It is not surprising to witness a variety of arguments, as the disruption caused by the pandemic has stirred buyers into seeking ways of exiting the deals that they had agreed upon before the pandemic. This will lead sellers to initiate proceedings to seek completion of the deals. The existence of interim relief and the possibility of appointing emergency arbitrators in the various institutional rules are strong arguments in favour or arbitration (note that Amazon requested such measures recently). We expect to find more issues regarding deals signed before the pandemic and fewer regarding deals signed afterwards, since parties will be more aware of the issues relating to the pandemic in the drafting process.
Typically, such clauses are found in acquisition agreements and make the absence of a Material Adverse Effect (“MAE”) a condition precedent to completion of the transaction. In other words, one party can refuse to complete the deal if the other party has suffered an MAE between the signing of the agreement and the closing of the acquisition, leading the agreement to be considered null and void. MAE clauses are to be considered among the most popular substantive topics to be addressed in an arbitration dispute.
In general, few clauses reference pandemics or public health crises as MAE events. Oftentimes, there are carve-out provisions found in the contract, expressly allocating general market risks to a specific party or, in other words, changes or occurrences that the parties have agreed do not constitute an MAE, and will therefore not excuse the buyer’s performance.
Warranty and indemnity insurances
While this type of insurance has been on the market for some time, an increased recourse to warranty and indemnity insurance has been witnessed in the last few years. In short, the buyer agrees with an insurer that in the event of a breach of representations and warranties by the seller, the insurer will indemnify the buyer.
The insurer will want to have access to as much information as possible in order to assess whether it may take the risk and sign the insurance policy. Requests for arbitration will be directed towards the insurer should there be a breach of representations and warranties from the seller. Most notably, in the context of the pandemic, insurers will be extremely attentive to the drafting of the agreements, proposing as many COVID-19 related exclusions as possible. These exclusions can be general in the sense that any loss related to COVID-19 will be excluded from the insurance, or they can be decided on a case-by-case basis which focuses on certain specific risks, such as those to the general supply chain. We expect that the arbitrations that are going to arise in this period will relate to the interpretation of the wording of the insurance policy, and more specifically whether the insurance policy in question covers the risk undertaken by the buyer. In this case, arbitration can prove to be a very useful means of settling the dispute, as many arbitral rules such as those of the ICC or LCIA contain clear provisions on the consolidation and joinder of proceedings.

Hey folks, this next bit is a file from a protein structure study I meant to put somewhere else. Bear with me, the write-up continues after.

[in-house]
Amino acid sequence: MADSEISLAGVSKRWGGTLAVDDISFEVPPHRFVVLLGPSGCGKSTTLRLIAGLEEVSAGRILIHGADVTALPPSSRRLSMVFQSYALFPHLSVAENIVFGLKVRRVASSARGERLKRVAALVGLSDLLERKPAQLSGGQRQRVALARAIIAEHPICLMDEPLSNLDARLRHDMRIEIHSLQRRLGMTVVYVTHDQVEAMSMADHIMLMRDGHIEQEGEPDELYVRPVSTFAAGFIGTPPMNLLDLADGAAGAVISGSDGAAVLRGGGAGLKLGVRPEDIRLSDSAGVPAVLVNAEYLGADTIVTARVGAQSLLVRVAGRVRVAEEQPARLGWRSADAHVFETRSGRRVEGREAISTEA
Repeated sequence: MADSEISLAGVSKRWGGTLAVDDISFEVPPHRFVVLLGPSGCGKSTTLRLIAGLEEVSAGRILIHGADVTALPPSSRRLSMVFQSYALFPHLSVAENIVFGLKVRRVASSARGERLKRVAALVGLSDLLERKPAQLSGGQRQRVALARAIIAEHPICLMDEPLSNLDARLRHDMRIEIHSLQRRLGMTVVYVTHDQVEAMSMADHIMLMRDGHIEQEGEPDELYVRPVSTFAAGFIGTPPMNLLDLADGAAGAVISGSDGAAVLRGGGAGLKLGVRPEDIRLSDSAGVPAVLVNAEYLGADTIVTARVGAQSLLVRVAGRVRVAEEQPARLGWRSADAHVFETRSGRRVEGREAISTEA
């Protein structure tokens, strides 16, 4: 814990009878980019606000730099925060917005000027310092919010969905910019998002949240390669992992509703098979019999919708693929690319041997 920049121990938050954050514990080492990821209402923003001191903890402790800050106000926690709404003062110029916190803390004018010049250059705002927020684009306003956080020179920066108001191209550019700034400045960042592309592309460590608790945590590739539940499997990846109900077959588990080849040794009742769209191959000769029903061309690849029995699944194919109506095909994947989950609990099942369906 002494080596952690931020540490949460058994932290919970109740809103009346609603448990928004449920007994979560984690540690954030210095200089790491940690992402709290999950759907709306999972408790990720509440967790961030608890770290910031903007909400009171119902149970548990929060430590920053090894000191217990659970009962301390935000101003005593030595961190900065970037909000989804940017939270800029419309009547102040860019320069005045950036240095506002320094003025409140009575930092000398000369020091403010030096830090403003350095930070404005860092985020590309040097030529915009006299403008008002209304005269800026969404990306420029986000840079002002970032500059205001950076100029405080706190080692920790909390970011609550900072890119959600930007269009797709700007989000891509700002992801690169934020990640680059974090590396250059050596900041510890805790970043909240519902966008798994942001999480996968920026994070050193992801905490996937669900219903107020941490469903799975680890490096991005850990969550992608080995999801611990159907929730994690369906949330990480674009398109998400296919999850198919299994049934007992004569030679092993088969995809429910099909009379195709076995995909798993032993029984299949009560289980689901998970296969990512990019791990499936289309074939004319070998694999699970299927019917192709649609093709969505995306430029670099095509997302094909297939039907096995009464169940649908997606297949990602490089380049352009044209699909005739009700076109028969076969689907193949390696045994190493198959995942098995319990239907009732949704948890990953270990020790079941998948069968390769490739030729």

Business valuation is of paramount importance in M&A transactions. Parties can choose the locked-box mechanism whereby the price is fixed at the date the deal is signed, and is based on past performances of the target company, which remains the same at the date of the closing. However, in the context of the pandemic, buyers will be very reluctant to agree to locked-box mechanisms and will thus rely on earn-out clauses.
An earn-out is a contractual provision stating that the seller will obtain additional compensation in the future if the business achieves certain financial goals. These goals can relate to the EBITDA (Earnings before interest, taxes, depreciation, and amortization), net income or other financial or non-financial metrics. As the mechanism of an earn-out is often complicated when put into practice, this will lead to a rise in disputes.
Typically, disputes relate to the performance indicator that is to be taken into consideration. Another possible contention would be that a buyer has prevented the achievement of the performance target. Indeed, in the latter case there is a certain risk of manipulation from the buyer since the seller no longer has the power to influence the course of the target’s business. In the context of the COVID-19 pandemic, there will be many valuation issues and having experts in the field as arbitrators can help in finding the best solutions.
M&A arbitration’s recent rise in popularity looks set to continue. Even prior to the COVID-19 pandemic, the advantages of arbitration over litigation had made themselves clear. Now, with the number of disputes set to continue to rise, there is no doubt that this trend will gather further momentum.
* The author acknowledges the assistance of Bogdan Popescu in the preparation of this blog post.